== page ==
véronique and Jack-eric Piedeleu have taken an artisan and colourful approach to designing both their home and their homeware store Caravane
véronique and jack- eric’s unconventional style fills their parisian abode
When Véronique Piedeleu and her husband Jack-eric make changes they don’t
do things by halves. A few years ago they left behind their old suburban house and careers in the world of commerce and reinvented themselves with a new modernist home and a hip interiors brand to go with it. ‘Our previous home was a classic Parisian townhouse, complete with wrought-iron balconies and marble fireplaces, but we were excited by the idea of moving to a new place in this bohemian area,’ says Véronique.
The modernist, box-shaped Forties home that they now occupy in an area of the city known for its mix of metal workers, artisans and creatives, is a world away from their former house. But it was a move that chimed with the couple’s passions. ‘I’ve discovered that my husband is a rocker,’ laughs Véronique of Jack-eric’s recent foray into guitar playing. She herself has become a dedicated yogi. This cleverly redesigned building, which accommodates a music room and a yoga studio, is evidence that the couple put a sense of fun and informality at the heart of their colourful home.
Now the French homeware store Caravane they bought seven years ago has evolved into a brand with a relaxed, individual feel, with shops throughout France, one in Copenhagen and two in London. That same individual air pervades their home too, with its mix of bamboo and eucalyptus furniture, ethnic textiles and vibrant artwork. But it wasn’t always so – in fact, the couple nearly walked away after their first viewing. ‘Our only prerequisite was that we had to be close to nature,’ says Véronique. ‘This building is perched on the edge of Père Lachaise, Paris’ largest cemetery, and when I saw the headstones from the window, I told our agent, “forget it”. But something persuaded me to revisit, and when I did, I felt a sense of peace. There was potential to create a terrace too, so I realised we could make this a maison vacances – a permanent holiday home.’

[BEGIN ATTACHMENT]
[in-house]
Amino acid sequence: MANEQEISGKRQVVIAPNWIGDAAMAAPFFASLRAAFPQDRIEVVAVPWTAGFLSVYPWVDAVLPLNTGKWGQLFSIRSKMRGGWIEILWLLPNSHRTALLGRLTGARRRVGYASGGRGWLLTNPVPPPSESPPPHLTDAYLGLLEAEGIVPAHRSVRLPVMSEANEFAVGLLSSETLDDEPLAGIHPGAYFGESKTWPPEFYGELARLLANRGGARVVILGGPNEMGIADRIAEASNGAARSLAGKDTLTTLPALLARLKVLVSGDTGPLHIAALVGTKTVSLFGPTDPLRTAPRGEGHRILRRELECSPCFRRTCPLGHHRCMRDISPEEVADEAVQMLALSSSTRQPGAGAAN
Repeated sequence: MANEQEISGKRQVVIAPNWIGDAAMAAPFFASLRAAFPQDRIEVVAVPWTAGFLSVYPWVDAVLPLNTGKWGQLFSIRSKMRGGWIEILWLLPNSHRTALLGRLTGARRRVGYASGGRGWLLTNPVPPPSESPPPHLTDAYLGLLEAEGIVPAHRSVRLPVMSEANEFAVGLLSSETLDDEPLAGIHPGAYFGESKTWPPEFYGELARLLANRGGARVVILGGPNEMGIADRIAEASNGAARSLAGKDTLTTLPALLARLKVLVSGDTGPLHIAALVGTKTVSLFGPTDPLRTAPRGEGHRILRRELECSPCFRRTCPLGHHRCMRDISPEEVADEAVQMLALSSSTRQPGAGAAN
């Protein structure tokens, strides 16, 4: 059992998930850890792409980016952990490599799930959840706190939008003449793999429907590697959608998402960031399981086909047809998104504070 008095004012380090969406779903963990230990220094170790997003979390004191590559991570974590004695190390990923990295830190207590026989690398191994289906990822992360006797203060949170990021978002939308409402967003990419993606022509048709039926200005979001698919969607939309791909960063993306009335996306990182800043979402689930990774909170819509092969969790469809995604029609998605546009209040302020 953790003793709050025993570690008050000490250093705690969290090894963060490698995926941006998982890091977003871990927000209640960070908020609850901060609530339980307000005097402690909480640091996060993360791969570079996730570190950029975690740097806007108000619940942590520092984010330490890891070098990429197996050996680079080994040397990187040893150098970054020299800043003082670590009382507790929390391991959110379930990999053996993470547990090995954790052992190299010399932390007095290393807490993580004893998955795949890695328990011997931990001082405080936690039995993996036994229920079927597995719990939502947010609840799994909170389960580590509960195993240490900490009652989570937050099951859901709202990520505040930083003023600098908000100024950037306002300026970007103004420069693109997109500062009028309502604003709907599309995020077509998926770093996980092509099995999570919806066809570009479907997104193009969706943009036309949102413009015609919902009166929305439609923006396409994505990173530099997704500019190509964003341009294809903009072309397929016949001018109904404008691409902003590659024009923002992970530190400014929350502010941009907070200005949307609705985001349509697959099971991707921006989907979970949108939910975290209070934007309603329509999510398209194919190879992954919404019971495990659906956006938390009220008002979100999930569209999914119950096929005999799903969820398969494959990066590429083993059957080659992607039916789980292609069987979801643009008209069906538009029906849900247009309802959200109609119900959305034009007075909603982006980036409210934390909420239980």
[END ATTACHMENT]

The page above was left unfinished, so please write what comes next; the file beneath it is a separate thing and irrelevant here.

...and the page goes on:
Inspired by Le Corbusier’s simple lines, Véronique and Jack-eric spent two years simplifying the layout of this box build, where main living spaces now occupy the first floor, accessed by a contemporary wooden staircase, designed by architect Aida Djahandari. A top storey, housing bedrooms, bathrooms and an additional, smaller roof terrace, was added by the couple. ‘Designing this home was a way to express how much my life had altered,’ reflects Véronique, who gave away all her furniture, retaining only a precious antique chest of drawers gifted to her by her grandmother.
Educated in antiquing and ‘art decorative’ by her grandmother, Véronique is now a treasure hunter of a different sort, scouring the globe for unusual accessories and textiles made by independent artisans. India is a favourite destination and its vibrant colours awaken not only her decorative skills but her culinary senses. ‘I book a cookery lesson in every country I visit,’ she says, ‘so Indian dishes are very much on the menu now.’
If the couple’s previous home told a conventional story, the narrative here is very different. A terrace with fig trees leads off of the open-plan living area, which comprises a sitting room, study nook and kitchen. The colours of nature have been magnified via a palette of vivid blues, yellows and greens, punctuated by a dramatic shot of turquoise in the low-slung sofas, which Véronique chose so as not to obstruct the view. ‘I’m into more daring colour combinations now, such as the chequerboard kitchen units in lime green and grey – decorating should be fun and informal,’ she says.
‘When the renovation was completed, I felt like a cook who had spent hours working up a supper for guests, only to find that I had no desire to join in the feasting,’ says Véronique. Luckily, the entrepreneur has since regained her appetite in every sense – most Sundays are spent round the table sharing lunch with her grown-up children Capucine and Robin, while the house benefits from an ever-rotating display of artefacts, textiles and artworks. ‘A scheme has to evolve organically, so I love switching up the look,’ she says. ‘As you can imagine, the stylist in me can’t get enough of that.’